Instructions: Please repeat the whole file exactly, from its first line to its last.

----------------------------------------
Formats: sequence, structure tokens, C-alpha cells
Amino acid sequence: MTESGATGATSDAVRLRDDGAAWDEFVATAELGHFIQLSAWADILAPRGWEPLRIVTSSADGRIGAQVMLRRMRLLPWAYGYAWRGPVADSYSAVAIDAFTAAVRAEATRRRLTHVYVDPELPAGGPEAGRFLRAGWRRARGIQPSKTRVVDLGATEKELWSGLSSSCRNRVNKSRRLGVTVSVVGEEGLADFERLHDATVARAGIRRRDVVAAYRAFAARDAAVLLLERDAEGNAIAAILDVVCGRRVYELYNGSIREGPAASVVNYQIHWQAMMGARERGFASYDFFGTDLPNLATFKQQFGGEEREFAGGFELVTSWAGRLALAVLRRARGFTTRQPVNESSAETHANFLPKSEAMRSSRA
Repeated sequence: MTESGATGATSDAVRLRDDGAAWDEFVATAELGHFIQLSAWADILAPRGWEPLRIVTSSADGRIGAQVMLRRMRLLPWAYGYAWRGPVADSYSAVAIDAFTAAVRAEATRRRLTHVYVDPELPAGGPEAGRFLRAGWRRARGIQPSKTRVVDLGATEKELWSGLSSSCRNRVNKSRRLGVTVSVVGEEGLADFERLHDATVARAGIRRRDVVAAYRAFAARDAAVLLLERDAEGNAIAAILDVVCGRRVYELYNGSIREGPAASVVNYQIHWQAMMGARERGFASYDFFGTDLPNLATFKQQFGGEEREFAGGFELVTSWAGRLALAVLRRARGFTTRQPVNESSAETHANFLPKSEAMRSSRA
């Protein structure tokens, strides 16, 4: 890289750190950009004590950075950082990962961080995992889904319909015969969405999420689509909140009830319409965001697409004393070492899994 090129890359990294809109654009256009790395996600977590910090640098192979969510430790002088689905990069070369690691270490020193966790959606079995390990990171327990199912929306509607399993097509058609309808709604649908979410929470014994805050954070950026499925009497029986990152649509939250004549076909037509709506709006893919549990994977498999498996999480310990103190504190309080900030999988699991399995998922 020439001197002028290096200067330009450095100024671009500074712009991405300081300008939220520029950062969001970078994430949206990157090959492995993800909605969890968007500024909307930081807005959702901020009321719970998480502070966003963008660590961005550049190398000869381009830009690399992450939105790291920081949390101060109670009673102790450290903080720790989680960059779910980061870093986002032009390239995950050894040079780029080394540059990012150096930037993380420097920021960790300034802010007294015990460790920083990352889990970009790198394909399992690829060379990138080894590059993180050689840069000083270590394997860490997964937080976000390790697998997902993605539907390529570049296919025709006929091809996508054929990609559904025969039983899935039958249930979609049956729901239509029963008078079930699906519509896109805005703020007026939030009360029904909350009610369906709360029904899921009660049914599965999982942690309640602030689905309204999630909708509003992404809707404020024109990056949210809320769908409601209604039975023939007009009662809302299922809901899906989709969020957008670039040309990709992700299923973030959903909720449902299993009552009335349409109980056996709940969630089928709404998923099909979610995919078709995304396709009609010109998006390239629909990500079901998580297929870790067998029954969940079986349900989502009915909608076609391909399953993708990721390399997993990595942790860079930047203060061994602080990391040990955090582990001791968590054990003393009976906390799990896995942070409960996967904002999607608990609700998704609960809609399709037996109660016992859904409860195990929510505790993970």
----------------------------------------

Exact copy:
Formats: sequence, structure tokens, C-alpha cells
Amino acid sequence: MTESGATGATSDAVRLRDDGAAWDEFVATAELGHFIQLSAWADILAPRGWEPLRIVTSSADGRIGAQVMLRRMRLLPWAYGYAWRGPVADSYSAVAIDAFTAAVRAEATRRRLTHVYVDPELPAGGPEAGRFLRAGWRRARGIQPSKTRVVDLGATEKELWSGLSSSCRNRVNKSRRLGVTVSVVGEEGLADFERLHDATVARAGIRRRDVVAAYRAFAARDAAVLLLERDAEGNAIAAILDVVCGRRVYELYNGSIREGPAASVVNYQIHWQAMMGARERGFASYDFFGTDLPNLATFKQQFGGEEREFAGGFELVTSWAGRLALAVLRRARGFTTRQPVNESSAETHANFLPKSEAMRSSRA
Repeated sequence: MTESGATGATSDAVRLRDDGAAWDEFVATAELGHFIQLSAWADILAPRGWEPLRIVTSSADGRIGAQVMLRRMRLLPWAYGYAWRGPVADSYSAVAIDAFTAAVRAEATRRRLTHVYVDPELPAGGPEAGRFLRAGWRRARGIQPSKTRVVDLGATEKELWSGLSSSCRNRVNKSRRLGVTVSVVGEEGLADFERLHDATVARAGIRRRDVVAAYRAFAARDAAVLLLERDAEGNAIAAILDVVCGRRVYELYNGSIREGPAASVVNYQIHWQAMMGARERGFASYDFFGTDLPNLATFKQQFGGEEREFAGGFELVTSWAGRLALAVLRRARGFTTRQPVNESSAETHANFLPKSEAMRSSRA
């Protein structure tokens, strides 16, 4: 890289750190950009004590950075950082990962961080995992889904319909015969969405999420689509909140009830319409965001697409004393070492899994 090129890359990294809109654009256009790395996600977590910090640098192979969510430790002088689905990069070369690691270490020193966790959606079995390990990171327990199912929306509607399993097509058609309808709604649908979410929470014994805050954070950026499925009497029986990152649509939250004549076909037509709506709006893919549990994977498999498996999480310990103190504190309080900030999988699991399995998922 020439001197002028290096200067330009450095100024671009500074712009991405300081300008939220520029950062969001970078994430949206990157090959492995993800909605969890968007500024909307930081807005959702901020009321719970998480502070966003963008660590961005550049190398000869381009830009690399992450939105790291920081949390101060109670009673102790450290903080720790989680960059779910980061870093986002032009390239995950050894040079780029080394540059990012150096930037993380420097920021960790300034802010007294015990460790920083990352889990970009790198394909399992690829060379990138080894590059993180050689840069000083270590394997860490997964937080976000390790697998997902993605539907390529570049296919025709006929091809996508054929990609559904025969039983899935039958249930979609049956729901239509029963008078079930699906519509896109805005703020007026939030009360029904909350009610369906709360029904899921009660049914599965999982942690309640602030689905309204999630909708509003992404809707404020024109990056949210809320769908409601209604039975023939007009009662809302299922809901899906989709969020957008670039040309990709992700299923973030959903909720449902299993009552009335349409109980056996709940969630089928709404998923099909979610995919078709995304396709009609010109998006390239629909990500079901998580297929870790067998029954969940079986349900989502009915909608076609391909399953993708990721390399997993990595942790860079930047203060061994602080990391040990955090582990001791968590054990003393009976906390799990896995942070409960996967904002999607608990609700998704609960809609399709037996109660016992859904409860195990929510505790993970």